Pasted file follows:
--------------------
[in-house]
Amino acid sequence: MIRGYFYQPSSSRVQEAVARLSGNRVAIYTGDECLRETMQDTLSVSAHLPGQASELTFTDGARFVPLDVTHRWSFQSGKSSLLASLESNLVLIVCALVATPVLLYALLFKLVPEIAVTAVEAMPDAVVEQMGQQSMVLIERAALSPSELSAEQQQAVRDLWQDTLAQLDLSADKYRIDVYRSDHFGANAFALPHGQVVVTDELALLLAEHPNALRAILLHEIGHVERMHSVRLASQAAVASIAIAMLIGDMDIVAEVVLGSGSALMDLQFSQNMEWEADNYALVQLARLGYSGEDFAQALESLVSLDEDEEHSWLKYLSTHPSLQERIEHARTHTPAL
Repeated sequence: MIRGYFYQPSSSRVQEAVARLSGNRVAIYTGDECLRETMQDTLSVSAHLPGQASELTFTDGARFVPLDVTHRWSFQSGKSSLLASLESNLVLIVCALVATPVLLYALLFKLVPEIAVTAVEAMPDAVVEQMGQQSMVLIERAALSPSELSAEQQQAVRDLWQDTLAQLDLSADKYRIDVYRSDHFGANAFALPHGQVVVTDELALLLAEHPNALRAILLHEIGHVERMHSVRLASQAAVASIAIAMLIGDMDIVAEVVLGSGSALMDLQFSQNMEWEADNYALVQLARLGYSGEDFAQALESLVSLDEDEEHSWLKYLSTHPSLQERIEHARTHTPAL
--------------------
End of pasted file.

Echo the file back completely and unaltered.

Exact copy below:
[in-house]
Amino acid sequence: MIRGYFYQPSSSRVQEAVARLSGNRVAIYTGDECLRETMQDTLSVSAHLPGQASELTFTDGARFVPLDVTHRWSFQSGKSSLLASLESNLVLIVCALVATPVLLYALLFKLVPEIAVTAVEAMPDAVVEQMGQQSMVLIERAALSPSELSAEQQQAVRDLWQDTLAQLDLSADKYRIDVYRSDHFGANAFALPHGQVVVTDELALLLAEHPNALRAILLHEIGHVERMHSVRLASQAAVASIAIAMLIGDMDIVAEVVLGSGSALMDLQFSQNMEWEADNYALVQLARLGYSGEDFAQALESLVSLDEDEEHSWLKYLSTHPSLQERIEHARTHTPAL
Repeated sequence: MIRGYFYQPSSSRVQEAVARLSGNRVAIYTGDECLRETMQDTLSVSAHLPGQASELTFTDGARFVPLDVTHRWSFQSGKSSLLASLESNLVLIVCALVATPVLLYALLFKLVPEIAVTAVEAMPDAVVEQMGQQSMVLIERAALSPSELSAEQQQAVRDLWQDTLAQLDLSADKYRIDVYRSDHFGANAFALPHGQVVVTDELALLLAEHPNALRAILLHEIGHVERMHSVRLASQAAVASIAIAMLIGDMDIVAEVVLGSGSALMDLQFSQNMEWEADNYALVQLARLGYSGEDFAQALESLVSLDEDEEHSWLKYLSTHPSLQERIEHARTHTPAL